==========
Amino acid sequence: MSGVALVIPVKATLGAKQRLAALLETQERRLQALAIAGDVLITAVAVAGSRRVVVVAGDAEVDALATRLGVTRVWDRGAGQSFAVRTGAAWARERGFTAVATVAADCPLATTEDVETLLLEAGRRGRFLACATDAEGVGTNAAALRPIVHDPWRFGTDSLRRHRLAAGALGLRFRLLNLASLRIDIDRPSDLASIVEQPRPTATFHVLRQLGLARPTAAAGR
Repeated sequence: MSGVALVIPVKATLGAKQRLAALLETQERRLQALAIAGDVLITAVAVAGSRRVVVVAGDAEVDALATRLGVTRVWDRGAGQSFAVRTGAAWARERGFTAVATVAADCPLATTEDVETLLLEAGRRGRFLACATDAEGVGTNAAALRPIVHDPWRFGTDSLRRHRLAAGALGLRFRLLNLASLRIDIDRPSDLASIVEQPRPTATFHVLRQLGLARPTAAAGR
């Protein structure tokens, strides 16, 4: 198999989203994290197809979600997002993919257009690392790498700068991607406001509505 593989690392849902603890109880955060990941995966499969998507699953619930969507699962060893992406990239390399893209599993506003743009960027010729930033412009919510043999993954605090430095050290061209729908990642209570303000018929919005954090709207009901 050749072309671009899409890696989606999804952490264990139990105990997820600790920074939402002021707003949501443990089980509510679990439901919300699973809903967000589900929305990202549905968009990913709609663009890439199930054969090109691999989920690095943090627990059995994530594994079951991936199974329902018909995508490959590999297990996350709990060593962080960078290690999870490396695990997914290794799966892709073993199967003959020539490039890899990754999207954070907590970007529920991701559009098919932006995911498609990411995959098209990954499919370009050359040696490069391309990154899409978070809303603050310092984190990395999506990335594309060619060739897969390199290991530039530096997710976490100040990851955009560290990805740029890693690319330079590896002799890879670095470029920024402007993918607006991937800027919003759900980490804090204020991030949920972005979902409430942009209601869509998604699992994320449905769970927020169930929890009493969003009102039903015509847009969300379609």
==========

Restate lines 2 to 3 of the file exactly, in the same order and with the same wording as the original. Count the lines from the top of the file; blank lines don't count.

Repeated sequence: MSGVALVIPVKATLGAKQRLAALLETQERRLQALAIAGDVLITAVAVAGSRRVVVVAGDAEVDALATRLGVTRVWDRGAGQSFAVRTGAAWARERGFTAVATVAADCPLATTEDVETLLLEAGRRGRFLACATDAEGVGTNAAALRPIVHDPWRFGTDSLRRHRLAAGALGLRFRLLNLASLRIDIDRPSDLASIVEQPRPTATFHVLRQLGLARPTAAAGR
């Protein structure tokens, strides 16, 4: 198999989203994290197809979600997002993919257009690392790498700068991607406001509505 593989690392849902603890109880955060990941995966499969998507699953619930969507699962060893992406990239390399893209599993506003743009960027010729930033412009919510043999993954605090430095050290061209729908990642209570303000018929919005954090709207009901 050749072309671009899409890696989606999804952490264990139990105990997820600790920074939402002021707003949501443990089980509510679990439901919300699973809903967000589900929305990202549905968009990913709609663009890439199930054969090109691999989920690095943090627990059995994530594994079951991936199974329902018909995508490959590999297990996350709990060593962080960078290690999870490396695990997914290794799966892709073993199967003959020539490039890899990754999207954070907590970007529920991701559009098919932006995911498609990411995959098209990954499919370009050359040696490069391309990154899409978070809303603050310092984190990395999506990335594309060619060739897969390199290991530039530096997710976490100040990851955009560290990805740029890693690319330079590896002799890879670095470029920024402007993918607006991937800027919003759900980490804090204020991030949920972005979902409430942009209601869509998604699992994320449905769970927020169930929890009493969003009102039903015509847009969300379609």